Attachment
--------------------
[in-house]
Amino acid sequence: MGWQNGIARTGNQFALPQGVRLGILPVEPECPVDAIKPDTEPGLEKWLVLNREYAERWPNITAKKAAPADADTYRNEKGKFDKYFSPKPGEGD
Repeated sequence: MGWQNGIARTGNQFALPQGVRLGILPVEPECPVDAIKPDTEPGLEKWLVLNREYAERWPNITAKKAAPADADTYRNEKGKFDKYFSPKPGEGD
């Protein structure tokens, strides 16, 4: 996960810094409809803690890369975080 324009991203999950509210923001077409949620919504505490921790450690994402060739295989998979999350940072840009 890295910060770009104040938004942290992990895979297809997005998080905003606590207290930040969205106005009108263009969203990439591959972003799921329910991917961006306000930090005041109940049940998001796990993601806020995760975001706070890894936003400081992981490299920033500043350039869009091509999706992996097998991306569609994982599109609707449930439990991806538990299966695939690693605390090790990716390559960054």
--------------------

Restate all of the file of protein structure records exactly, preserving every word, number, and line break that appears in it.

[in-house]
Amino acid sequence: MGWQNGIARTGNQFALPQGVRLGILPVEPECPVDAIKPDTEPGLEKWLVLNREYAERWPNITAKKAAPADADTYRNEKGKFDKYFSPKPGEGD
Repeated sequence: MGWQNGIARTGNQFALPQGVRLGILPVEPECPVDAIKPDTEPGLEKWLVLNREYAERWPNITAKKAAPADADTYRNEKGKFDKYFSPKPGEGD
């Protein structure tokens, strides 16, 4: 996960810094409809803690890369975080 324009991203999950509210923001077409949620919504505490921790450690994402060739295989998979999350940072840009 890295910060770009104040938004942290992990895979297809997005998080905003606590207290930040969205106005009108263009969203990439591959972003799921329910991917961006306000930090005041109940049940998001796990993601806020995760975001706070890894936003400081992981490299920033500043350039869009091509999706992996097998991306569609994982599109609707449930439990991806538990299966695939690693605390090790990716390559960054």